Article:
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The Journal of Sports Medicine and Physical Fitness 2018 September;58(9):1349-53

DOI: 10.23736/S0022-4707.17.07539-9


language: English

Heart rate response and recovery in wheelchair tetraplegic rugby athletes: a pilot study

Michelle C. COUTINHO 1, Patrícia S. VIGÁRIO 1, Agnaldo J. LOPES 1, 2, Fernando S. GUIMARÃES 1, 3

1 Rehabilitation Sciences Graduate Program, Augusto Motta University Center, Rio de Janeiro, Brazil; 2 School of Medical Sciences, State University of Rio de Janeiro, Rio de Janeiro, Brazil; 3 Federal University of Rio de Janeiro, Physical Therapy Department, Rio de Janeiro, Brazil


BACKGROUND: Subjects with spinal cord injuries (SCI) have impaired autonomic cardiac regulation and increased risk of cardiovascular disease. In face of the insufficient research data on the autonomic control of physically active subjects with SCI, this study aimed at describing the chronotropic response, as well as the heart rate recovery behavior of a cohort of elite wheelchair rugby athletes.
METHODS: This is a cross-sectional study including a convenience sample of 17 elite wheelchair rugby athletes with tetraplegia. The subjects underwent a maximal arm ergometry exercise test. Heart rate (HR) was computed at five time points: at rest (before the test), peak exercise, and 1, 2, and 3 minutes after exercise. Data distribution was assessed by using the Shapiro-Wilk Test and correlations were measured by Pearson’s correlation coefficient. The level of statistical significance was set at P<0.05.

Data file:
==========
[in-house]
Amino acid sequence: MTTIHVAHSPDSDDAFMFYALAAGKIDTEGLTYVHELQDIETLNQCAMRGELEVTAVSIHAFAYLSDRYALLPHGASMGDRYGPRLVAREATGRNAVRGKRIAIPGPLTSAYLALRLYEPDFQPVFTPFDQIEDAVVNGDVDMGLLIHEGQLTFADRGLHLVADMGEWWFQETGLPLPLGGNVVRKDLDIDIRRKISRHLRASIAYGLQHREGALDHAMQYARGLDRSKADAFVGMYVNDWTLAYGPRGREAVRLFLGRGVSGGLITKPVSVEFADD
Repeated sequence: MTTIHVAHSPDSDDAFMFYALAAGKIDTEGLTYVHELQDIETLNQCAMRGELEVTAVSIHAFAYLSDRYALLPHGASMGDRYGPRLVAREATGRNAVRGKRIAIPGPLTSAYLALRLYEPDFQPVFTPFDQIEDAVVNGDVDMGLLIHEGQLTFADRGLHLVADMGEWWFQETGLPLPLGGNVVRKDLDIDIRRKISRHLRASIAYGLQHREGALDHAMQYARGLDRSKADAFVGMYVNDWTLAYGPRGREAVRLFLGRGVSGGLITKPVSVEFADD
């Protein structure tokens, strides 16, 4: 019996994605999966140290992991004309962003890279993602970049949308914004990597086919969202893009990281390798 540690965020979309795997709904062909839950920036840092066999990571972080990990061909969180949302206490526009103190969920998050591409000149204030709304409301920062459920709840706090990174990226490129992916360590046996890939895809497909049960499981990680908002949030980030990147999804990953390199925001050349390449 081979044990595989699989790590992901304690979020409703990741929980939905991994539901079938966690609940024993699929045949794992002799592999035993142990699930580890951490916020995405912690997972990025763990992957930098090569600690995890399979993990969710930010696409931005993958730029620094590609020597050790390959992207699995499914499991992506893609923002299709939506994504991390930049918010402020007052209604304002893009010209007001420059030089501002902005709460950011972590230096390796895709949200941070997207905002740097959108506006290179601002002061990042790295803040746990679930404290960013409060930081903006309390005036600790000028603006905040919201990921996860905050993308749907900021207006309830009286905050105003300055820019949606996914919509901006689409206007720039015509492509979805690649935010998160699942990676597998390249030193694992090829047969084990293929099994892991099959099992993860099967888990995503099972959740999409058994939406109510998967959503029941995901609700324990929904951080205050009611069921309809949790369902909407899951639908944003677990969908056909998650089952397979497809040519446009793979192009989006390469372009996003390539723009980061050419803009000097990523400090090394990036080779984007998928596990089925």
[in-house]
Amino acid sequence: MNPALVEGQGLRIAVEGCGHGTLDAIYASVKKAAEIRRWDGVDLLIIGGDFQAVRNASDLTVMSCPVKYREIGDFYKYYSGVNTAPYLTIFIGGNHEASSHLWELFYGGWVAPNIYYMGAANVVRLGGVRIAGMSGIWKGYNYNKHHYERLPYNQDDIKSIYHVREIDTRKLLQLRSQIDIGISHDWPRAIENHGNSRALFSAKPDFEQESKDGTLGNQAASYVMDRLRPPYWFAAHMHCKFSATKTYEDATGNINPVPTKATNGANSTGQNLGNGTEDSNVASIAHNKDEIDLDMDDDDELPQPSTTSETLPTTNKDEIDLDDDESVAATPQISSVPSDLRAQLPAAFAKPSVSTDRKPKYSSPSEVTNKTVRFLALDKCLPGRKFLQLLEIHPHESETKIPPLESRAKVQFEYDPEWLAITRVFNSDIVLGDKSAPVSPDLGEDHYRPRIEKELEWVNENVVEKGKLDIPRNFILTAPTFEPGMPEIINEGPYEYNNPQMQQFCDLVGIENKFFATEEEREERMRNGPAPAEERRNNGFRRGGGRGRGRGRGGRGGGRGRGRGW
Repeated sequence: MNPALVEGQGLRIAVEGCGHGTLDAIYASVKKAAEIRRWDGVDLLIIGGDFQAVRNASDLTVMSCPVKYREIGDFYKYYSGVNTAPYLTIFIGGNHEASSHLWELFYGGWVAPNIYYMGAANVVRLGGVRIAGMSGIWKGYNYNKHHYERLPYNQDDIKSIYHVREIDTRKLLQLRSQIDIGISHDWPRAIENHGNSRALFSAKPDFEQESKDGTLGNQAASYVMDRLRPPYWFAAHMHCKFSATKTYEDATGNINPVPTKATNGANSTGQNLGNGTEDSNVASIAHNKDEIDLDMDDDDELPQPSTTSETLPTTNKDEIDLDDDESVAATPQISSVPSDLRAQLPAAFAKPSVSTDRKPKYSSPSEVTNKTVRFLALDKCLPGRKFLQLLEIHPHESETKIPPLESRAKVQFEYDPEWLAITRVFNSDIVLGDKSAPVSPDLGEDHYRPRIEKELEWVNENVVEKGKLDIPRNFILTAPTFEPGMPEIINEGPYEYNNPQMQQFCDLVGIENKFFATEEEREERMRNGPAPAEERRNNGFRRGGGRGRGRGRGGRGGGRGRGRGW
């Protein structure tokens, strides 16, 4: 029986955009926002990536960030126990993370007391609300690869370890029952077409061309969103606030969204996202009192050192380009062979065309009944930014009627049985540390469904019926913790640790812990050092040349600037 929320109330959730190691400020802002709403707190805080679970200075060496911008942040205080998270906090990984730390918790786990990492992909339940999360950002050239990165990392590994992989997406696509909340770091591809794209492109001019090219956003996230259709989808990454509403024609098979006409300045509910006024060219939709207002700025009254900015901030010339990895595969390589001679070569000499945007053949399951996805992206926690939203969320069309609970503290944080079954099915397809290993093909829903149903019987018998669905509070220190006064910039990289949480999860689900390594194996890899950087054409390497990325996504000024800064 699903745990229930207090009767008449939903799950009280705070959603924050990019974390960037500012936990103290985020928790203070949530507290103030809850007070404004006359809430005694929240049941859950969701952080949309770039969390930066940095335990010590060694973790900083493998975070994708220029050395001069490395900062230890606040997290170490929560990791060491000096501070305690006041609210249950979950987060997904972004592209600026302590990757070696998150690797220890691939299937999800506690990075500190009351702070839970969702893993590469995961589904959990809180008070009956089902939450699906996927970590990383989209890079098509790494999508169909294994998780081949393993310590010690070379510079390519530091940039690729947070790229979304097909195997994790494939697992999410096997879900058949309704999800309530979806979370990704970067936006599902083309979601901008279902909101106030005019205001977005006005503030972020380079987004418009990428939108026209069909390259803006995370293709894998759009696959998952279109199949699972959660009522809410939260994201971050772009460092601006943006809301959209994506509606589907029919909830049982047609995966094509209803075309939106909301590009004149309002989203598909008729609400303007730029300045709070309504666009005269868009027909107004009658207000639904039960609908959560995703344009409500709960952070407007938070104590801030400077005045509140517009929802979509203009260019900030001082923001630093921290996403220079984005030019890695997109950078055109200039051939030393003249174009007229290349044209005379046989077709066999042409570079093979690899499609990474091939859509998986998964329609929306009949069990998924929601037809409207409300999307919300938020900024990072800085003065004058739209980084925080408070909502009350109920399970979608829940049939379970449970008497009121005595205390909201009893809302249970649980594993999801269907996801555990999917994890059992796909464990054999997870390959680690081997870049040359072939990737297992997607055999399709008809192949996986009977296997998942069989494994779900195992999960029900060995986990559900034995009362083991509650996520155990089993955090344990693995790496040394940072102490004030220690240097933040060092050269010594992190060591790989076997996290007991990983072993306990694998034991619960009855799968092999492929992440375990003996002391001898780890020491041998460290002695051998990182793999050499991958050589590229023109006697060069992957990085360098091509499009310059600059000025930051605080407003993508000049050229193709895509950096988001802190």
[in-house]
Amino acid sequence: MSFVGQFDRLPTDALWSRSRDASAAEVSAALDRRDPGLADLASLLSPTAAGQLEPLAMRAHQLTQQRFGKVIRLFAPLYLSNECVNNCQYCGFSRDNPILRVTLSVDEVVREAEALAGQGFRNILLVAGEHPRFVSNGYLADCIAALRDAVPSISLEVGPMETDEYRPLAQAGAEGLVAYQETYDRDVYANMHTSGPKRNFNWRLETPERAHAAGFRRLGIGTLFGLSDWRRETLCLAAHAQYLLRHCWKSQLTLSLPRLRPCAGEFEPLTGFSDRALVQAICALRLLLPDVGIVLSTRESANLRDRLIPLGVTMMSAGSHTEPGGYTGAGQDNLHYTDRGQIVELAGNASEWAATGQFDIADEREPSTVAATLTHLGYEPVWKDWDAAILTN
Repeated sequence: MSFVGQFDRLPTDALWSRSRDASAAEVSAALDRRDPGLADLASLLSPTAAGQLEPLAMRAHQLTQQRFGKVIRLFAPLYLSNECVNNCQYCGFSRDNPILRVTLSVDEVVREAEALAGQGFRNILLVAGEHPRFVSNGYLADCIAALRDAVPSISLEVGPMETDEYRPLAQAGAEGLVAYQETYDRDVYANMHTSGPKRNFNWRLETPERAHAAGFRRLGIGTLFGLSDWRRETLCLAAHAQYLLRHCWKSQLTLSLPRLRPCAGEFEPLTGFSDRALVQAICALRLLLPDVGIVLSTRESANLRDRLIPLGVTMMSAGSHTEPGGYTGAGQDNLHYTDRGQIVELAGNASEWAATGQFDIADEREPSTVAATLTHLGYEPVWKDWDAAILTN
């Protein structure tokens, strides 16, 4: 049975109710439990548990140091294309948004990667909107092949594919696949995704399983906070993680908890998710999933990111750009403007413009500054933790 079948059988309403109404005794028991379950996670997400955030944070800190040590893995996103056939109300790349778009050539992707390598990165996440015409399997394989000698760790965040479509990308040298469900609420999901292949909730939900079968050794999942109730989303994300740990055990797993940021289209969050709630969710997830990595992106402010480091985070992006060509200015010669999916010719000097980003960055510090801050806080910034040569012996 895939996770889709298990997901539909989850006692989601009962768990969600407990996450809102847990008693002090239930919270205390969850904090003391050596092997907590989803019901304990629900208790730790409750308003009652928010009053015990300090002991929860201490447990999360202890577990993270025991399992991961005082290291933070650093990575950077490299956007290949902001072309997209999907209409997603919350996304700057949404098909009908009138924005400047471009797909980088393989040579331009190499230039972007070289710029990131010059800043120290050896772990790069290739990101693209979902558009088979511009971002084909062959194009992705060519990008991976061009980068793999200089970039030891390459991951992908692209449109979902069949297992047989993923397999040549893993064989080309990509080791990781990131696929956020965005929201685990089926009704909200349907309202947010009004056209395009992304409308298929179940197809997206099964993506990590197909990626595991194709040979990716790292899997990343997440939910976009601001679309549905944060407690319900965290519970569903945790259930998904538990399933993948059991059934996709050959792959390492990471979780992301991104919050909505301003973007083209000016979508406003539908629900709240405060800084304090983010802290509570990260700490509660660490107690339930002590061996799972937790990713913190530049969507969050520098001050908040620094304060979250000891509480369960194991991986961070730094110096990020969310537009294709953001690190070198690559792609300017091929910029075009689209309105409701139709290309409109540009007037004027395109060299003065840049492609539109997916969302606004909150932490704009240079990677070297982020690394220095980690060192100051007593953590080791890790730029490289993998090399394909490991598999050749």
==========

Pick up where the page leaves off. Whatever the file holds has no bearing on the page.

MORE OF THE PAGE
RESULTS: The subjects presented with HR at rest=69.53±8.3 bpm; HR reserve=66.9±8.3%; Chronotropic Index=47.9±11.8%; HRR at 1’=15.2±7.5 bpm; HRR at 2’=25.2±7.4 bpm; HRR at 3’=37±8.4 bpm. 82.3% of the athletes had HRR at 1’>12 bpm, and 64.7% had HRR at 2”> 22 bpm. There were associations between duration of injury and HRR at 1’ (r=-0.5; P=0.0398), peak HR (HRpeak) and total weekly training time (r=-0.591; P=0.0125) and HRpeak and weekly physical training time (r=-0.519; P=0.032).
CONCLUSIONS: Tetraplegic elite athletes present with reduced chronotropic response. Most of them exhibit an HRR within the values considered normal for the general population.

KEY WORDS: Heart rate - Autonomic nervous systems - Spinal cord injuries - Exercise - Sports for persons with disabilities

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